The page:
Bassist Erik Rodham Clinton (who, prior to an unfortunate typo, was once Erik "Rodman" Clinton, quite a difference!), may harbor secret desires to be a CK model, however. He began his showbiz career at 11 by singing with his grandfather's band in front of 10,000 people for a Texas state celebration. Then it was on to stuff the chicks dig, including the trumpet and tuba. To date, Rodham Clinton's worst job was as a janitor at a jeans factory, where he'd wake up in the middle of the night coughing up blue lint. He was joined in this endeavor by Van Malmsteen, whose last name was indeed nicked from the fast-fingered guitar guru.
And speaking of names (yes, we actually were!), BOWLING FOR SOUP was somehow, surprisingly, not already spoken for when the band chose the moniker. And BOWLING FOR SOUP realizes that journalists have more pressing questions to ask the band than "where'd you get your name?" so they're happy to set the record straight once and for all. Von Erich, whose degree in marketing with a minor in psychology comes in handy in the music business, was not immune to the teachings of more esoteric subjects.
In fact, while rumor has it the band name was inspired by comedian Steve Martin's unwritten but scatalogically titled book, "Bowling For Shit," the BFS name actually has its genesis in the writings of Harvard International Affairs professor Robert D. Putnam, whose 1995 essay, "Bowling Alone," struck a chord (a C, it's said) in the singer/songwriter.
As Von Erich explains: "the community surrounding a band–fans, record industry folk and its own members–is a microcosm of society as a whole, and such civic engagement has been proven beneficial to the members of that aggregate as well as crucial to the greater good." (Subliminal message: buy their record; you'll be part of a cool clique.) Von Erich's philosophy parallels the ideas elucidated in Professor Putnam's essay. "Putnam observes that 'more Americans are bowling today than ever before, but bowling in organized leagues has plummeted,' "explains Von Erich. Thus, concludes the BFS frontman, coming to a BOWLING FOR SOUP show puts you in the shrinking but crucial population of those involved with social intercourse.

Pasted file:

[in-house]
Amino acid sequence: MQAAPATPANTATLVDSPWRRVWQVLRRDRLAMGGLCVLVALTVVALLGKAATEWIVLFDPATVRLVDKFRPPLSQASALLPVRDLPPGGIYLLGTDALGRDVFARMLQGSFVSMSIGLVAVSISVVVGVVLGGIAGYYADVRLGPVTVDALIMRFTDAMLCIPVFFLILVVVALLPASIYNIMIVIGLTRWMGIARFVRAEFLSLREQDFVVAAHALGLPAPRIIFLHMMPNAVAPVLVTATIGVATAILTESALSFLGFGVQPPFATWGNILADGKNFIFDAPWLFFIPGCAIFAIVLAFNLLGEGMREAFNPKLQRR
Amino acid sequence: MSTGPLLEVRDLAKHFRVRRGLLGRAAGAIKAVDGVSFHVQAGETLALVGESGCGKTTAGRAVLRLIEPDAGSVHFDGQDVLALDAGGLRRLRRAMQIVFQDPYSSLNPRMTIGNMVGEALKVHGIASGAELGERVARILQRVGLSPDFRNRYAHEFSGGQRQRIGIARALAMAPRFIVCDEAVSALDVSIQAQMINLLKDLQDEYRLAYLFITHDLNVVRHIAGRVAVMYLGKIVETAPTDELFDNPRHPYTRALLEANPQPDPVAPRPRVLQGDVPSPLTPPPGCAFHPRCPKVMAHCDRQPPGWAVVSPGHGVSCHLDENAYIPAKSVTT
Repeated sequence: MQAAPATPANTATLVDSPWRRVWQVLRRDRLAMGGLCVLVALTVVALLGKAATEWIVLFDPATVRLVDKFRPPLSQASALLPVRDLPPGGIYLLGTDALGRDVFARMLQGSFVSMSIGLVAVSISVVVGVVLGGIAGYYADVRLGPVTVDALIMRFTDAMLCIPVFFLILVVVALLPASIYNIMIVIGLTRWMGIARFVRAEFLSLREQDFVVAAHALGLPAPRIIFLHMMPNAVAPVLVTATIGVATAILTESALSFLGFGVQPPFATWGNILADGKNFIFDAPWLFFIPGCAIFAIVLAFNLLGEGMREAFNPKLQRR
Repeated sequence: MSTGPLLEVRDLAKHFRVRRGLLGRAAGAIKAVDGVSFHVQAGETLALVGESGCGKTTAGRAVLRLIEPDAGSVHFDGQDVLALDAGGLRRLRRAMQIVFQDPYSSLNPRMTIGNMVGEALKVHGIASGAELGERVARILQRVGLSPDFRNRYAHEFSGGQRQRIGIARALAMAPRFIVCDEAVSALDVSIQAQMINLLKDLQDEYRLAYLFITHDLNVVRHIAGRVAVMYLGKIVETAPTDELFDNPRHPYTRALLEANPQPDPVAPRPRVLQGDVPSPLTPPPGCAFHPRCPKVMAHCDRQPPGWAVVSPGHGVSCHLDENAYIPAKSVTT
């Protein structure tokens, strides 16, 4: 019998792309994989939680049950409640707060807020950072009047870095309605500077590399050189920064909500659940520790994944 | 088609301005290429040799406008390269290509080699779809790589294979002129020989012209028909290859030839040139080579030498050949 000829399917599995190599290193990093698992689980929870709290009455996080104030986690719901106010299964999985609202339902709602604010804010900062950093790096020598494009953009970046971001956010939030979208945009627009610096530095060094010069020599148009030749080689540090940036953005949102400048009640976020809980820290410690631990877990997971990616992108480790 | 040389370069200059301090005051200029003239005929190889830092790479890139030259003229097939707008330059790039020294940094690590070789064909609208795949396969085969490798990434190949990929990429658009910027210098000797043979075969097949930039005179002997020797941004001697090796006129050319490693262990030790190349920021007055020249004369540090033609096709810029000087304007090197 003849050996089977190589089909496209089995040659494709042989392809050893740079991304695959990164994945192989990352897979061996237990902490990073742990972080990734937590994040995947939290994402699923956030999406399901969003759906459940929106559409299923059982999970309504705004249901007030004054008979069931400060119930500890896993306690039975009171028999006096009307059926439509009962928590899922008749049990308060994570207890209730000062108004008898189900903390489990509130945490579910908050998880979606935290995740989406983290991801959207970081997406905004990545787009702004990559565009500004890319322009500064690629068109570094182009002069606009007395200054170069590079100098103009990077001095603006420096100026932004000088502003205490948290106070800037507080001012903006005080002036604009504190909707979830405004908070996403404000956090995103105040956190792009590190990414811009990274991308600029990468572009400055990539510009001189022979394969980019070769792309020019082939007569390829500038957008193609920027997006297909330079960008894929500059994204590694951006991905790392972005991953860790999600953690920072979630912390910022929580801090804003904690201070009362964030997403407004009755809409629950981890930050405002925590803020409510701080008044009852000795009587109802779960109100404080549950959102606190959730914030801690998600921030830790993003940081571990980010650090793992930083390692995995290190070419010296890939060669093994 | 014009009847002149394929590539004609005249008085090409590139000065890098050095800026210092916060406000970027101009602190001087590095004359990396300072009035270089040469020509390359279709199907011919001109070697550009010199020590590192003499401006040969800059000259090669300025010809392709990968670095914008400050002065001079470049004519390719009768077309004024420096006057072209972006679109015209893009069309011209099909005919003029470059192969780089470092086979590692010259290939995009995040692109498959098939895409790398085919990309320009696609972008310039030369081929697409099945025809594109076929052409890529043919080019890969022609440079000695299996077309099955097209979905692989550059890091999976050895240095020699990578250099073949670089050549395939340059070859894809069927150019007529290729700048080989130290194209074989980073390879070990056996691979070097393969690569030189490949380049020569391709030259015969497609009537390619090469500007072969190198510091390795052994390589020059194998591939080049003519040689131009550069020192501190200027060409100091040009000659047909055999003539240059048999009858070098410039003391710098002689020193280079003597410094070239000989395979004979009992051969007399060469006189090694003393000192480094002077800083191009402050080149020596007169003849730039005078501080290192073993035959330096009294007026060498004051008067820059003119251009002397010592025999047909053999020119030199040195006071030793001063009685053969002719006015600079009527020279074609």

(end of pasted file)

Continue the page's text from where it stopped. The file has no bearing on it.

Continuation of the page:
To summarize: Bowling Alone is bad for children and other living things. Going to a BOWLING FOR SOUP show and feeling the love is good for the individual and integral to the greater good of contemporary society and community. Thus spake Von Erich.
But radio could care less about the band name. They care about BOWLING FOR SOUP's songs. And they've already played quite a few of them, too. In fact, "Sandwich," off BFS' self-titled debut, earned airplay, as did a single release, "Cody." Yet it was 1997 when it truly sunk in for the bandmembers that BOWLING FOR SOUP was more than fun. "We played with The Hunger in front of about 4,000 people in Abilene, Texas. We walked off the stage and I knew that our lives had changed forever," recalls Von Erich. The next couple years were a blur of activity that included more radio play (an early incarnation of "The Bitch Song" from "Tell Me When To Whoa!" beat out tunes from Marilyn Manson and Sugar Ray on Dallas station KDGE), up to 28 shows per month, and massive label interest, of which Jive/SIlvertone emerged the happy victors.
With so much history under their shorts, it's difficult to imagine a future more fruitful than the past. But the happy campers who comprise BOWLING FOR SOUP are only too happy to imagine it. "I can hardly wait for the world tour," begins Van Malmsteen. "Our music crosses a lot of boundaries. We could sound like Cheap Trick or something from the ‘70s. Or we can walk into a country bar and have them loving us in five minutes. I swear, we could play a nursing home. You name the crowd, we’ve played for them," he concludes. "We’ll heckle the audience just as much as they’ll heckle us. But by the end of our show, they’re always on our side. "